U.S. Mexican Border Wall
U.S. Mexican Border Wall. Representation Image. Creative Commons

A large majority of Latinos in the U.S. say the surge in migrants reaching the country's southern border is either a crisis or a major problem and that the government is doing a poor job at dealing with it, according to a new study by the Pew Research Center.

Concretely, 38% of Latino respondents said the situation at the border is a crisis, the same amount calling it a major problem. It's a slight lower figure than non-Latino respondents (47% saying it's a crisis and 31% a major problem) but a large majority overall.

As for the government's way of handling it, 38% said it was doing a very bad job and 36% it was somewhat bad (74% overall). This compares with 47% of non-Latinos who said the Biden administration was doing a very bad job and 34% saying it was somewhat bad (81% overall).

Asked about potential changes to immigration policies that could help address the situation, Latinos had diverse opinions. Most were favorable to "increasing the number of immigration judges and staff so that asylum applications can be decided more quickly" (65%), "creating more opportunities for people to legally immigrate to the U.S. (58%) and "make it easier for asylum seekers to work legally while they wait for a decision about their asylum applications (57%).

They gave more mixed answers to other proposals, among them "increasing resources to provide safe and sanitary conditions for migrants arriving in the U.S.," with 40% saying it would make it better, 15% saying it wouldn't make much of a difference and 22% that it would make it worse.

A third of Latinos said they favored increasing deportations of people who are in the country illegally, while 19% said it wouldn't make much of a difference and 23% that it would make it worse.

Latinos' views on potential measures to stem the flow of migration Pew Research Center

The least favored option was expanding the wall along the U.S. border with Mexico: only about a quarter of Latino respondents said it would make the situation better, 43% said it wouldn't make much of a difference and 16% said it would make it worse.

Pew Research Center also highlighted that Latinos "are split on whether making it harder for asylum seekers to be granted temporary legal status in the U.S. while they wait for their asylum hearing will make the situation better (29%) or make it worse (27%)."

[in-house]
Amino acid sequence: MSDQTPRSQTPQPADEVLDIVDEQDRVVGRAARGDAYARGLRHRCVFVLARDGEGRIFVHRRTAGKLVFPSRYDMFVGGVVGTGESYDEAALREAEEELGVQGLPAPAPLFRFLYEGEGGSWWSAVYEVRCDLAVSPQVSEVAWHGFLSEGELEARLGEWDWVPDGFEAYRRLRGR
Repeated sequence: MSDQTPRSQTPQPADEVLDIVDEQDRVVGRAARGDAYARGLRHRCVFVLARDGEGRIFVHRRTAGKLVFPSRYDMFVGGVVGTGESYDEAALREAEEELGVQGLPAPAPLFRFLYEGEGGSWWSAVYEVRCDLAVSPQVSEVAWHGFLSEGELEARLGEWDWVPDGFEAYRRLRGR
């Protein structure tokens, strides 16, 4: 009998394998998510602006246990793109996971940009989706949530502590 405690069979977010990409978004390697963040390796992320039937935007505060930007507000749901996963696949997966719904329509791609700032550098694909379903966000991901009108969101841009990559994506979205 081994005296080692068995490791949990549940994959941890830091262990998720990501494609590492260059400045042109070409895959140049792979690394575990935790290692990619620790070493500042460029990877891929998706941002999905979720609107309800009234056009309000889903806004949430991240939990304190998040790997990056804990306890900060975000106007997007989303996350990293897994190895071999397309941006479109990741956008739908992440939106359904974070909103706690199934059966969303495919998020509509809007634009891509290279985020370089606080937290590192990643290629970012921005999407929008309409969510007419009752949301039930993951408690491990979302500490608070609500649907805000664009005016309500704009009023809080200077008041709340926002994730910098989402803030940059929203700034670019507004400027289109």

As for the reasons leading migrants to make the journey to the U.S., most Latinos agreed that economic prospects play a major role. 77% said bad economic conditions in their home countries were a major reason, while 16% said it was a minor one and 6% that it was not a reason. Moreover, 75% said that good economic opportunities in the U.S. were also a major reason, with 18% saying it was a minor one.

More than two thirds also cited violence in their home countries (68% saying it was a major reason and 25% that it was a minor one. Non Latinos' answers were quite similar to those given by Latinos.

Party affiliation was not a factor that contributed to change some the answers, as "Democrats and Democratic leaners are just as likely as Republicans and Republican leaners to cite economic conditions in the U.S. and in migrants' home countries as major reasons for the migrant situation at the border."

However, it was the case with others. "74% of Hispanic Democrats say violence in migrants' home countries is a major reason for the migrant border situation, compared with 50% of Hispanic Republicans who cite it as a major reason."

"67% of Hispanic Republicans say migrants believing that U.S. immigration policies will make it easy to stay in the country once they arrive is a major reason, while 44% of Hispanic Democrats say the same."

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